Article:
He also pushed his proposal for a guest-worker program to reduce the number of people sneaking across the border and put a dent in the human-smuggling industry, which he said "degrades the human soul."
Bush called on Congress to pass a plan that included a way for illegal immigrants now in the country to remain here if they've established themselves in their communities.
"That's not amnesty," Bush said. "Amnesty is automatic citizenship. This is a rational way to deal with people who are God-fearing, decent people, and respect their dignity at the same time."
The commander in chief also noted: "I liked riding in the dune buggy."
Later the same day, the Tucson City Council gave tentative approval to City Manager Mike "Huckelberry 2.0" Hein's proposed $1.1 billion budget, which does not lower any property taxes. Big winners in Hein's budget: cops, firefighters, parks, streets and elephants.
In other action at the special-interest Wheel of Fortune known as the Arizona Legislature: Local business leaders took a buscapade up north to persuade Senate President Ken Bennett to support the stalled Rio Nuevo legislation. The bill, which has already passed the House of Representatives, would extend the special downtown taxing district for an additional 30 years, allowing the city to capture sales-tax revenues that would otherwise go the state. What's on the wish list if it were to pass? How about a new arena? A rainbow bridge for the UA Science Center? Maybe a downtown elephant enclosure? Hey, if you can create a PowerPoint presentation, you've got a shot at the money.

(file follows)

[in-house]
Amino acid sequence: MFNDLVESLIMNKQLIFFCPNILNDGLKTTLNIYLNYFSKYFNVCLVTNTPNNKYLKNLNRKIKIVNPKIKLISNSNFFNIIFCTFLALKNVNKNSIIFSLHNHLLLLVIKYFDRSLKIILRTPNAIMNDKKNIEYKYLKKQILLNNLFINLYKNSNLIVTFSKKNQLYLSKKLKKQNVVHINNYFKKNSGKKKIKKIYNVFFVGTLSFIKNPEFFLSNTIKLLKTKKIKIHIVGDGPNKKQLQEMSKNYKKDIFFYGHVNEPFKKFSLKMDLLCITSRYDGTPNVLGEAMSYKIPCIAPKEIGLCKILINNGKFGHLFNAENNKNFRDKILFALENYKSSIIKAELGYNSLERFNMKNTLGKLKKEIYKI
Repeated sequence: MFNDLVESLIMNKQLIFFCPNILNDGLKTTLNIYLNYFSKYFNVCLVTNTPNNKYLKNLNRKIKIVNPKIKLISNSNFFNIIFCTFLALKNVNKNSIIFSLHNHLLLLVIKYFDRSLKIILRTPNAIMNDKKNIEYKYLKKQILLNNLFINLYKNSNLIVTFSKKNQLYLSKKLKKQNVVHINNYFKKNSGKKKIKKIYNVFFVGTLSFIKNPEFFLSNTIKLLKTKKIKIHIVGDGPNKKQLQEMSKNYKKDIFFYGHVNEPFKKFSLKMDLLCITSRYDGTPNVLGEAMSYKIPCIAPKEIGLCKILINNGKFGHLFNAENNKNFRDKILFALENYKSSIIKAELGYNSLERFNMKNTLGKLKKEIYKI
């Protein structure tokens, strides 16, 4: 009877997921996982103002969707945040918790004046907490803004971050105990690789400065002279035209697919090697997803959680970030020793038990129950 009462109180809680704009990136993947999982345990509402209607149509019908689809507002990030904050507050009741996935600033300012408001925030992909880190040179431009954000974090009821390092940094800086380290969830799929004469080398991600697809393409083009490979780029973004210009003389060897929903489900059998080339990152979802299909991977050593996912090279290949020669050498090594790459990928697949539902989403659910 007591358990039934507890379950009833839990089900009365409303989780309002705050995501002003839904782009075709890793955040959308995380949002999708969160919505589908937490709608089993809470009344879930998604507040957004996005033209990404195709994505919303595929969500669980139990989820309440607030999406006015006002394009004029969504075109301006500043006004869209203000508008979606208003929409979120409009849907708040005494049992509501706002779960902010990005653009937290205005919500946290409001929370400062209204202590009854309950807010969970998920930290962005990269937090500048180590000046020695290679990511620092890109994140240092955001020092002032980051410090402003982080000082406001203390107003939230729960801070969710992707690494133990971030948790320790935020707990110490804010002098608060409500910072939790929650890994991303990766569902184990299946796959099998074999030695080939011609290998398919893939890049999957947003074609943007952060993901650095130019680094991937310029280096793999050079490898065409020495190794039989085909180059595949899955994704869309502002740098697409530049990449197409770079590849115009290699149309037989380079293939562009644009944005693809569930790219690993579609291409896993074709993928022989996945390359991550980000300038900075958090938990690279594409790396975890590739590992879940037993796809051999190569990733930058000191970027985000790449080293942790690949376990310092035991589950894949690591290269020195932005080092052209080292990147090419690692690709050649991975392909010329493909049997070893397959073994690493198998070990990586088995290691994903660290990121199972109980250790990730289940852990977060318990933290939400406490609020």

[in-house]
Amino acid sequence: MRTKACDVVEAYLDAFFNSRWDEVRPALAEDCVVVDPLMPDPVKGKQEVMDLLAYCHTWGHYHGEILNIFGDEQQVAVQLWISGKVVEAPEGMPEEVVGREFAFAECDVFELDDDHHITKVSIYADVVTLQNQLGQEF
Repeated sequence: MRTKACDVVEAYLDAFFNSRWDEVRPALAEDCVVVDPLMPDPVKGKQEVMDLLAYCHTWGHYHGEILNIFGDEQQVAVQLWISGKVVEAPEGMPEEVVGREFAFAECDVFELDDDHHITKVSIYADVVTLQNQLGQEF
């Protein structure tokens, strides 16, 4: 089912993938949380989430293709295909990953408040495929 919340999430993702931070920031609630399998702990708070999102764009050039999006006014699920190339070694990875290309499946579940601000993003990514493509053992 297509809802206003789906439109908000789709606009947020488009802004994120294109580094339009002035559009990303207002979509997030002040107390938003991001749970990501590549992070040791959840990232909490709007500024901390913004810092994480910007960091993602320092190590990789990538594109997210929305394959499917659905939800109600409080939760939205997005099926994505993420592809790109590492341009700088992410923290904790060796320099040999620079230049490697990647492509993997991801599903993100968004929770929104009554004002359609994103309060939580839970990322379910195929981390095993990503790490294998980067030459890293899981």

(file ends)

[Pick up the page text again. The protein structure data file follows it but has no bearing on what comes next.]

The biz guys, led by TEP's Steve Lynn, made their pitch for the legislation, which has been watered down in various ways since the House version passed. Then state Sen. Toni Hellon, who insists she most certainly supports the bill (despite the fact that it was sponsored by Rep. Steve Huffman, who is busy running for Congress against Hellon's ex-hubby, Mike Hellon), pointed out that there might be a constitutional problem with the legislation. Gee, that's a funny way of supporting it.
Meanwhile, an omnibus illegal-immigration package that contains a bunch o' stuff that has already been vetoed by Gov. Janet Napolitano--such as trespassing legislation making being an undocumented migrant a state crime--has been passed by the Senate and was awaiting action in the House. The bill faces a likely veto by Napolitano, but Rep. Russell Pearce, king of the conservatives, is threatening to put the whole darn thing on the ballot. That has the business community plenty freaked, because it includes employer sanctions that would be enshrined in state law, thanks to the Voter Protection Act.
Finally, lawmakers are still bickering over the budget, which is the big item that stands between them and sine die.
It's enough to make us want to drink like monkeys--and, as it turns out, monkeys are a lot like people when they drink! Researchers who gave booze to monkeys recently revealed that monkeys who are left alone tend to drink more, and many enjoyed a drink at the end of the day, according to a report by Jennifer Viegas of Discovery News.
"It was not unusual to see some of the monkeys stumble and fall, sway and vomit," researcher Scott Chen concluded. "In a few of our heavy drinkers, they would drink until they fell asleep."
Sounds like just another Saturday night at the midtown bureau!